This Weeks Story
September 3, 2000
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Hailing From: El Cajon
Where it Happened: Oregon
I went to college in Ashland, Oregon, and lived for the better part of a year in the school's oldest dormitory complex, called "Susanne Homes." Susie's residents have traditionally been an interesting bunch-- theater people, lit majors, dungeons and dragons players, math wizards. Creative folks, with sesitive temperments and vivid imaginations.
It was the colorful character of the building and its people that drew me to the hall. However, this same imaginativeness could also, at times, get a little annoying. Such was the case with the ghost hoo-ha.
I believe in ghosts. My mom lived for a time in a bizarre house where her collection of music boxes would simultaneously wind up and play. My dad's house had knocks and ghost lights. I'd experienced the paranormal, and to me, the ghostly ramblings of my neighbors seemed disingenuous. We lived in an old building. Of course it needed a ghost. Bah, humbug.
From the foreshadowing, you can probably tell that I was proven wrong. My comeuppance came toward Christmas break, my junior year of college (1995). I lived on Susie's third floor. The building was long and narrow. Two heavy doors stood at either end of the hall, leading to the main staircases. One had to seriously tug on the doors to open them, and once open, they closed with a thud.
It was around 1:00 a.m. I was up studying and had been slamming Diet Pepsi all night. Not surprisingly, I had to pee. My room was right next door to the loo.
I came out of my room with my head down. When I looked up, there was a girl sitting smack in the middle of the hallway-- midway between the heavy doors. She was sitting cross-legged, reading a hard bound book. She was a little heavyset and perfectly solid. There was something wrong, though. She looked as if she'd stepped right out of my mother's high school year book. She wore pedal pushers, a red cardigan sweater and a white blouse with a Peter Pan collar. Her hair was in a bouffant-- you know, that dome like hairdo girls wore in the '60s. She had on black rimmed, cat eye glasses. If she was going for a "retro" look with her clothing, she had succeeded tremendously. She was impeccable, right down to the demure flats on her feet. What the HELL was she doing in the middle of my dorm hallway at 1:00 a.m.? My hand was on the bathroom door handle when I called out to her, "Hi?" (Greeting, but also questioning her presence. She didn't live in my dorm, that was for sure.) She looked up at me, startled, and said in a timid voice "Hi." Ok, now the scary part. I was in the process of pulling open the bathroom door. I took one step in-- a foot on the tile, the other still on the hall carpet. I don't know why, but I stepped back to talk to her again. And she wasn't there.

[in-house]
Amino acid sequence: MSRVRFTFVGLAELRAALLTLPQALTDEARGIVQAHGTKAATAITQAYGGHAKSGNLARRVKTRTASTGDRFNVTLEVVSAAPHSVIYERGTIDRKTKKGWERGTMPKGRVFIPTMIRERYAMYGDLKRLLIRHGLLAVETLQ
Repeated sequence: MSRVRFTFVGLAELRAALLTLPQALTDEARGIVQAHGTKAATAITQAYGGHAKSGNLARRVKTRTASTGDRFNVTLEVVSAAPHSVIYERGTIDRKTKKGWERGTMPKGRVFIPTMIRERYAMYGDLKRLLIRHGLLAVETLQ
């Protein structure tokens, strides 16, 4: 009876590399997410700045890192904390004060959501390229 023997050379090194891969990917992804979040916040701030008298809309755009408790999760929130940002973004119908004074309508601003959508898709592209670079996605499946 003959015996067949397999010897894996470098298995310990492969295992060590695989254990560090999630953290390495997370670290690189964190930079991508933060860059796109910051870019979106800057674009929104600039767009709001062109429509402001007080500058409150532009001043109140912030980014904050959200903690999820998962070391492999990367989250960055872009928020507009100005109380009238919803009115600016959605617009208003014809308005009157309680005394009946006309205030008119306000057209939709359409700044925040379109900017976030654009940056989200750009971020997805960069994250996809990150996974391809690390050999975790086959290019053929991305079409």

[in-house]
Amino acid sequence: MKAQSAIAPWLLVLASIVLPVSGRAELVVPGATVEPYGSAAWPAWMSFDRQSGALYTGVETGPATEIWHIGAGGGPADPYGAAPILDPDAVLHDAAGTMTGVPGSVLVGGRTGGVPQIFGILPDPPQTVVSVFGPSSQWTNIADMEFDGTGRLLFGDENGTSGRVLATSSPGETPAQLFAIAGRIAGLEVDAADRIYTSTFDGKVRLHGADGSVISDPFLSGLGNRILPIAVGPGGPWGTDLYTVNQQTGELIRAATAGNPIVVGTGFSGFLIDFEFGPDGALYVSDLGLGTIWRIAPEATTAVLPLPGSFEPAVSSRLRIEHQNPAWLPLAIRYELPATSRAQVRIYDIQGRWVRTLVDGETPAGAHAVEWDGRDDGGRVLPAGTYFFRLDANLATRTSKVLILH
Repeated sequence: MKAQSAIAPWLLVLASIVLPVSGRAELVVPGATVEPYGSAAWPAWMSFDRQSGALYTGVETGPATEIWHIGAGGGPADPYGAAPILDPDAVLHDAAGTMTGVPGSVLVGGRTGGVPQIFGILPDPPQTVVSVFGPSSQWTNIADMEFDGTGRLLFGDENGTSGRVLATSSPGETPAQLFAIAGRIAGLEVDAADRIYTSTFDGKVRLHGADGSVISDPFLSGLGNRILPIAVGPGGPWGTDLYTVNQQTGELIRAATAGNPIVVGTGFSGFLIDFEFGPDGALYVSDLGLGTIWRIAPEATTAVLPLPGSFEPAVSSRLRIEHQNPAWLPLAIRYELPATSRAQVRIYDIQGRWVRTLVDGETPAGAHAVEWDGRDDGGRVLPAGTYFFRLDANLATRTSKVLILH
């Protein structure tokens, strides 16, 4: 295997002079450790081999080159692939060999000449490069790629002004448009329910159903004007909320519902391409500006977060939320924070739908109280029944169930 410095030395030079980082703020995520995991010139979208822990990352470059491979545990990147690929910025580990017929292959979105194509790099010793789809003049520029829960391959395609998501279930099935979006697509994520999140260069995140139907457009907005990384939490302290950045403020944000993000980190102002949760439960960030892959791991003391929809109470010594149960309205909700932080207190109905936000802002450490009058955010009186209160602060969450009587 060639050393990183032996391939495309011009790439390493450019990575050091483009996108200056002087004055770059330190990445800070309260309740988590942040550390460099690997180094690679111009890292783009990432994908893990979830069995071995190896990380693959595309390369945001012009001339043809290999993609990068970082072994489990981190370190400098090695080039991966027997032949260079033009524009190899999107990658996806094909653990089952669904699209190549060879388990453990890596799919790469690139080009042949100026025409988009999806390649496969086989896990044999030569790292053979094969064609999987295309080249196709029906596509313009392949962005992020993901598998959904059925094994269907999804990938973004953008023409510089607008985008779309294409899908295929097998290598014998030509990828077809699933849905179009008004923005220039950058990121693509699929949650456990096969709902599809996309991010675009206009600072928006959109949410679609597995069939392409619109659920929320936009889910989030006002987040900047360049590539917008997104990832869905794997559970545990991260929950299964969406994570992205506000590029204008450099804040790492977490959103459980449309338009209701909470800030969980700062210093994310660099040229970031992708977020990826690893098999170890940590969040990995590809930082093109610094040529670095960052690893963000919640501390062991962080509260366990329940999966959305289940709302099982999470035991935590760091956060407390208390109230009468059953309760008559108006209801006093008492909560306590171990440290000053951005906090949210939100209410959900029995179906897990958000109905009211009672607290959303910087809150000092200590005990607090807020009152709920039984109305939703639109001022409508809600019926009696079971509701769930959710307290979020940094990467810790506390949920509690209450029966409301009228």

I felt as if ice water had coursed down my back. I still had to pee, so I did it fast (singing the Muppets theme the whole time to distract myself) and flew back to my room, not looking over my shoulder whilst in the hallway. I turned my stereo up as loud as I could without waking up my neighbors and turned on every light. Then I sat down with my back against the wall and stayed up until about 4:00, when I finally had to sleep. The next day I went to every woman on my floor and asked if they'd had a guest the night before. No one had. So, that eliminated the possibility that she'd slipped into a bedroom. There is no way on god's green earth that she could have made it to one of the doors, hauled it open and pelted down the stairs in the space of time it took me to look back at her, so that was out, too. I suppose she could have just been a very odd, flesh and blood human being, but I think not.